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Parents’ Rights In Education Won The GOP Virginia In 2021, And It Can Win Them The 2022 Midterms Too

teacher calling on a student in school
Image CreditMax Fischer/Pexels

If Youngkin’s victory taught conservatives anything, it’s that restoring America’s institutions isn’t achieved by running away from culture war issues, but by embracing them.


Nearly a year ago, then-Republican gubernatorial candidate Glenn Youngkin shocked Washington, D.C.’s pundit class after beating out Democrat Terry McAuliffe to become Virginia’s 74th governor.

In what should have been a cinch election for Democrats in a state Joe Biden won by 10 points in the 2020 presidential election, Republicans ended up sweeping every major statewide office and regaining control of the Virginia House of Delegates. To say that the upset put most “professional” pollsters to shame is an understatement.

While Youngkin’s victory could have been in part due to growing electoral dissatisfaction with Biden’s presidency, the major shift toward Republicans among Virginia voters is far more likely due to Youngkin’s embrace of culture war issues — specifically, education.

When The Daily Wire dropped a bombshell report during the waning weeks of the election cycle revealing that the Loudoun County School Board had covered up a female student’s alleged rape at the hands of a “gender-fluid” boy in a school bathroom, Youngkin made the calculated decision to ignore the GOP’s old school, “It’s the economy, stupid!” pundit class and instead keep parental rights in education a central focus of his campaign.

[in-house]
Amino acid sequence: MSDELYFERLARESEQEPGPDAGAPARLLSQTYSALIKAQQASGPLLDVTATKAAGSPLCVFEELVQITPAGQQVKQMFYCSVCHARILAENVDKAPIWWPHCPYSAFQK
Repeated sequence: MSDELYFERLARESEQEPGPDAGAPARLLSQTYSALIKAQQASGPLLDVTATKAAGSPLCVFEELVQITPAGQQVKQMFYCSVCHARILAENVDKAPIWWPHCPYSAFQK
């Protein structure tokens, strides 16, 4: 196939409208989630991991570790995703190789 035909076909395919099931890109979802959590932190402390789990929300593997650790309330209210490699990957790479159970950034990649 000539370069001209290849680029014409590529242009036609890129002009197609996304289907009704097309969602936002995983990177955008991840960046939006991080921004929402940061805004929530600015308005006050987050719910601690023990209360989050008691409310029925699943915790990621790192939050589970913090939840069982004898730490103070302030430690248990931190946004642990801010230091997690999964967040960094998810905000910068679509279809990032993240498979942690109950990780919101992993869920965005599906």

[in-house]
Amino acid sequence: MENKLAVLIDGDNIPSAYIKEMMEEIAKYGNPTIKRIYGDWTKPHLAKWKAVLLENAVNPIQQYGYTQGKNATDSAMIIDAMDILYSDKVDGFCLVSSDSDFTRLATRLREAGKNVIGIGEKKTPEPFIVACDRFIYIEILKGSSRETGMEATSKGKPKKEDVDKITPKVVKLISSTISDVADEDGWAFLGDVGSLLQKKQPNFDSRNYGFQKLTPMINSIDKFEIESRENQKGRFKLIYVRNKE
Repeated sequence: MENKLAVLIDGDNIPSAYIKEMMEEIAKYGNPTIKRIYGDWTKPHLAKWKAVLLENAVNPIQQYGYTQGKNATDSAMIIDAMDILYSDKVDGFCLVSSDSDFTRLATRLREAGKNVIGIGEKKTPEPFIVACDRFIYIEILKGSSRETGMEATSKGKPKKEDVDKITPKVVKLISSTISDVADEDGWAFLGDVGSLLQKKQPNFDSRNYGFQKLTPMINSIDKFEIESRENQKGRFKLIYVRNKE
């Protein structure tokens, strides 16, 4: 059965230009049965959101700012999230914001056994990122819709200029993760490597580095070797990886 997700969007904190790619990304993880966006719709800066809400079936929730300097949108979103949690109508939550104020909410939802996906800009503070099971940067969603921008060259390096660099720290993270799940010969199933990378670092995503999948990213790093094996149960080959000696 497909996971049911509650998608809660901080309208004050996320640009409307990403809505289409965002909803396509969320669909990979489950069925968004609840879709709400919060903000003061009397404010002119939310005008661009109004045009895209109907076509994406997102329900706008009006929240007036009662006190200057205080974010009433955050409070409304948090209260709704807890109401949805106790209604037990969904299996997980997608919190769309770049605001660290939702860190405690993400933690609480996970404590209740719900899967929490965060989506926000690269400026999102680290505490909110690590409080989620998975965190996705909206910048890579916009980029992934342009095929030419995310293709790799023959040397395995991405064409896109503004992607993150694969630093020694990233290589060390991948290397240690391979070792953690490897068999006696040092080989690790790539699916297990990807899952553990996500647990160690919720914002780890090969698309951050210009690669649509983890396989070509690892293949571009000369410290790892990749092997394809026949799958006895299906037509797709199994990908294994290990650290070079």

Whether it was opposing the left’s push for critical race theory in Virginia’s education system or schools allowing boys purporting to be girls to use women’s locker rooms and bathrooms, Youngkin’s foray into the state’s culture war allowed him and state Republicans to ride to victory on Election Day. The election didn’t just give Virginia its first GOP governor in nearly a decade; it gave Republicans a palpable strategy for winning statewide races in Democrat strongholds.

Despite the attempts by America’s media propagandists to brand Youngkin’s win as some sort of racist backlash by white voters, the stark reality brought to light in the Virginia contest is that the vast majority of parents — regardless of their backgrounds — want their child to receive a quality education in a safe environment where they, the parents, are granted insight into the school’s policies and curricula. And given that most Democrats often bend to the will of the teachers unions funding their campaigns and fighting against academic transparency, the issue remains a slam dunk win for Republicans.

The Strategy Spreads

As the country marches closer to Election Day 2022, several Republican candidates running for office in more Democrat-friendly states have taken notice of the electoral success achieved through parental rights advocacy and are working to capitalize on such issues in the final weeks of their respective campaigns.